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Google Now on Tap advertisement shows its sheer, brilliant simplicity
Android 6.0 released over half a year ago at this point, though sadly only a small number of devices are actually running it. Those that are, however, can benefit from many of Marshmallow’s finer points, including Doze – to extend battery life – and granular App Permissions – to have more control over what services or elements compatible software programs can access.
Alas one of the more forgotten points of progress seems to be Google Now on Tap, a fine feature that essentially has the Android system take a screen capture, analyze it for any relevant information – places, dates, numbers, etc – and then allow users to directly interact with the findings by way of cards. Google seems to be aware of the presumptive lack of awareness, and as such has issued a new commercial on YouTube advertising it:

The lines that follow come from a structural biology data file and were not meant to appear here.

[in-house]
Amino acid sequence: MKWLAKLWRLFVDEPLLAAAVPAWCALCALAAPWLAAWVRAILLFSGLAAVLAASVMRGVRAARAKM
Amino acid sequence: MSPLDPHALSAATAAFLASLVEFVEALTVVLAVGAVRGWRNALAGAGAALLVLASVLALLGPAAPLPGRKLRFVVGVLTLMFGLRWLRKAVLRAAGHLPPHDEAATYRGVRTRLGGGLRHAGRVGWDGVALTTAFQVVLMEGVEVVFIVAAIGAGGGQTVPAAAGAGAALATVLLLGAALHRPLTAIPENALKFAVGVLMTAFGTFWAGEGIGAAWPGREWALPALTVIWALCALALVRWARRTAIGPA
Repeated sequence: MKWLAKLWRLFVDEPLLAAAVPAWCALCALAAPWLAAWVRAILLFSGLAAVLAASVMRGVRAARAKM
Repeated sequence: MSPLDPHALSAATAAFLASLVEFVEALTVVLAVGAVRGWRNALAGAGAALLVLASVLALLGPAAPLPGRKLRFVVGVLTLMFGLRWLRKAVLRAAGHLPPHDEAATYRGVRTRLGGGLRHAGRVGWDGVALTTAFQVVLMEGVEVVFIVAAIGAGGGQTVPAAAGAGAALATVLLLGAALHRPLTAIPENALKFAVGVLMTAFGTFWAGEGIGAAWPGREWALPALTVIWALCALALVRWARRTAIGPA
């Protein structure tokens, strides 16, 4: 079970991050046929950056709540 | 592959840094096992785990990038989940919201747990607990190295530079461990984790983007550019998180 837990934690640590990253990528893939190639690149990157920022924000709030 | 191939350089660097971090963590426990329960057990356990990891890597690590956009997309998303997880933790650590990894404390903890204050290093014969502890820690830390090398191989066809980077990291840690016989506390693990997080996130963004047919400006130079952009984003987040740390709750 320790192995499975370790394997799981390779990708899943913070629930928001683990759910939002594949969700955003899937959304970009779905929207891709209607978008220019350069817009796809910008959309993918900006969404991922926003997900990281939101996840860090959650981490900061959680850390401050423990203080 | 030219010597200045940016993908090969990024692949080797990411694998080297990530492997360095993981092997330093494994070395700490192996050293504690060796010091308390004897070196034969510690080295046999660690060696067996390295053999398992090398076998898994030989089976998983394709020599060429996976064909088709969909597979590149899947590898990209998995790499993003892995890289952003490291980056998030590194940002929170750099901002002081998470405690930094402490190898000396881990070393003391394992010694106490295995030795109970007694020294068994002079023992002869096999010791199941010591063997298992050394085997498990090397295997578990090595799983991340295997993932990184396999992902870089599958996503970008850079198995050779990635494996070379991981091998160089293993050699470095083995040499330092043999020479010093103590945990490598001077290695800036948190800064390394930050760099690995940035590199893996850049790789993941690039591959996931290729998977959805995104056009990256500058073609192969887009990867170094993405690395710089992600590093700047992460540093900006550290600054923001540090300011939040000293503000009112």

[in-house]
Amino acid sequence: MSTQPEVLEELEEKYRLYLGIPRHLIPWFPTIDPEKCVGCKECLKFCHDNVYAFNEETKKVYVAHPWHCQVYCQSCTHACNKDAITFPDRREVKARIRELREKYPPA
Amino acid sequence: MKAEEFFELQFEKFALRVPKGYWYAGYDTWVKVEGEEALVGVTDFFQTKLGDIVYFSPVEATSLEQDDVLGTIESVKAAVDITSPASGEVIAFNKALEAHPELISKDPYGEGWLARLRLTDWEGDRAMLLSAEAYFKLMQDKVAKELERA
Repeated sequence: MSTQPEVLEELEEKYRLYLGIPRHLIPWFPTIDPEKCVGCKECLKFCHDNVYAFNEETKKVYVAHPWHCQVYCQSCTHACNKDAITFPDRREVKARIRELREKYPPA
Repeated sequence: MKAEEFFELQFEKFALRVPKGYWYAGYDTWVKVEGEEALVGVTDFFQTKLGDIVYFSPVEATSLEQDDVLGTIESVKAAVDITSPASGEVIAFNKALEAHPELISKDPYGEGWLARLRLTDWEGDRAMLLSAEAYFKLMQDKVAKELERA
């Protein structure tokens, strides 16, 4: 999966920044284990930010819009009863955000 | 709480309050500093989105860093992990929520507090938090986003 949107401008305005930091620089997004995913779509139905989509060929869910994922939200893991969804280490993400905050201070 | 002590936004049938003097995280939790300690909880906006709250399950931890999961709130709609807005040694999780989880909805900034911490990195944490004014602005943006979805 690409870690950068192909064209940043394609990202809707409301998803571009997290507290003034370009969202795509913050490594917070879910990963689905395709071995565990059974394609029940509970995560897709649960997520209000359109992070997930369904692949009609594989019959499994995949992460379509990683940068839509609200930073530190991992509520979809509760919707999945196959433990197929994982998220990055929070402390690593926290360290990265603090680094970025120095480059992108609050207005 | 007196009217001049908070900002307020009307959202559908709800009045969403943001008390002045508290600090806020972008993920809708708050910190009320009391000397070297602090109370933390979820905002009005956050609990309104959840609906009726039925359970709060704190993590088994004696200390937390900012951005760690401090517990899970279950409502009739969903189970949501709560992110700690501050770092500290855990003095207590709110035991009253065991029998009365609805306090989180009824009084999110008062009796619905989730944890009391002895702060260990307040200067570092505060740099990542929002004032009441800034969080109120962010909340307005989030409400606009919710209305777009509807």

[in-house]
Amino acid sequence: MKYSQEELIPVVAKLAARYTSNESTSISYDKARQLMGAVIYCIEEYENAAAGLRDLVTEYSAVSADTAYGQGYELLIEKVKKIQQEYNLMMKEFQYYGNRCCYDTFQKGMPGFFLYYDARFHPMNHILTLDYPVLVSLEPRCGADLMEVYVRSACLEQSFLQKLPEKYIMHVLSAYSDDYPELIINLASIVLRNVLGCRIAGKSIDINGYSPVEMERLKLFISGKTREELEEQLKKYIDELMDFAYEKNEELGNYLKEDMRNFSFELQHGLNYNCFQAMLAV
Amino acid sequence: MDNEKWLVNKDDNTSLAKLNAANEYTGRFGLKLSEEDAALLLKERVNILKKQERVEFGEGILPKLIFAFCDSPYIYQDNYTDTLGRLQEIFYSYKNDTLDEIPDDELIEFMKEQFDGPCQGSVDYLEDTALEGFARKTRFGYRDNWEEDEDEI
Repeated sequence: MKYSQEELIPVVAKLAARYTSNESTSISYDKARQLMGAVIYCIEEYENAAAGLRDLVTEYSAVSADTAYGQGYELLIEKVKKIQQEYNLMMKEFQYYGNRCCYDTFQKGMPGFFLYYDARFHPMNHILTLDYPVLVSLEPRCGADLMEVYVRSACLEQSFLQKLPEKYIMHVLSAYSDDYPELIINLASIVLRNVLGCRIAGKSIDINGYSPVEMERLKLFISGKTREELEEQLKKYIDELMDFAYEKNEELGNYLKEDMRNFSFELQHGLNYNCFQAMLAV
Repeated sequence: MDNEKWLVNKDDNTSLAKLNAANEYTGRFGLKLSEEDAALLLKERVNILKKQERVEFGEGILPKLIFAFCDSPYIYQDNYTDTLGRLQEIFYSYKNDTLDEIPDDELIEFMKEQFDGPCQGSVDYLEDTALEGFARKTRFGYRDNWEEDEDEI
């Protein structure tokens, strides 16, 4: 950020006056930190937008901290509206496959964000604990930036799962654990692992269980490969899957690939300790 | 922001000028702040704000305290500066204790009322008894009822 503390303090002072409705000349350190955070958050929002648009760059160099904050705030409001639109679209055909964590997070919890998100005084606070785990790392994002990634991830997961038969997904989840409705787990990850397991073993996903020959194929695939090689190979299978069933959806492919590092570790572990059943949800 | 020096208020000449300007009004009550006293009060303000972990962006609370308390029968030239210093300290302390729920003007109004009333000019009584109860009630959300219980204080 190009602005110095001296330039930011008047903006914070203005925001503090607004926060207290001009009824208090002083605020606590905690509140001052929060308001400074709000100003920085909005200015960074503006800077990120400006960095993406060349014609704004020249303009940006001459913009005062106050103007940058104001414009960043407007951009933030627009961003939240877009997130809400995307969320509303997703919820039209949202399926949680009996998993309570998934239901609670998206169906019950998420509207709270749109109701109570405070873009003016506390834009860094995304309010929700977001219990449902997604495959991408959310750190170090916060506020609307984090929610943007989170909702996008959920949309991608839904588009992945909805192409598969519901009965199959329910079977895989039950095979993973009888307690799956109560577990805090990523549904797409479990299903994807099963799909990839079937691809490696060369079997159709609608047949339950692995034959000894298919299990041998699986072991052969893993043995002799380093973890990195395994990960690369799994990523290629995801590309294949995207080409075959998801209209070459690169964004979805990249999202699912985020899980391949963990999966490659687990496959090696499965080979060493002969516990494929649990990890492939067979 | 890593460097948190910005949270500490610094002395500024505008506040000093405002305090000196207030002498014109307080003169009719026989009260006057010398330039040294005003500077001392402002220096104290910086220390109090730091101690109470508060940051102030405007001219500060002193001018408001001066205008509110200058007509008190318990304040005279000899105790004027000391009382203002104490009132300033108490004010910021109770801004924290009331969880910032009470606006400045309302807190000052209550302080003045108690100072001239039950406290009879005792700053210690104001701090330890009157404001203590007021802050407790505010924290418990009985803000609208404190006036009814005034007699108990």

The commercial basically takes the most elementary approach to educating consumers possible: It starts off by showing the typical habits they already do, or would presumably do in such a situation, and then segues into using Now on Tap, in three different instances. By the end, the sheer brilliance of the feature has been successfully conveyed.
A leaky faucet
Interestingly enough the actual phrase “Now on Tap” isn’t even used in the clip. Rather, “tap and hold” is said, and multiple times at that. This oddity may indicate that Google itself has determined the feature is either confusingly named, unclear, or else just not simple enough. Indeed if a customer had no awareness of Google Now, in and of itself, the idea of “Now on Tap” might seemingly call up images of a sink faucet.
Words like “press” or “push” or even “hold” and “long press” are quite common among device interaction descriptions. “Tap” is clear, but perhaps without a clear context, it becomes less so. Even on a personal level, the initial thoughts on hearing the feature when first touched upon with the Android M build was that it was some kind of Vertu-like personal concierge, or even Amazon’s Mayday. “On tap”, in that sense, being “ready when you need it” or “waiting for you”.
What do you think? Is Now on Tap a popular feature for you, or have you avoided using it entirely? Sound off in the comments section below and let the world hear what you think!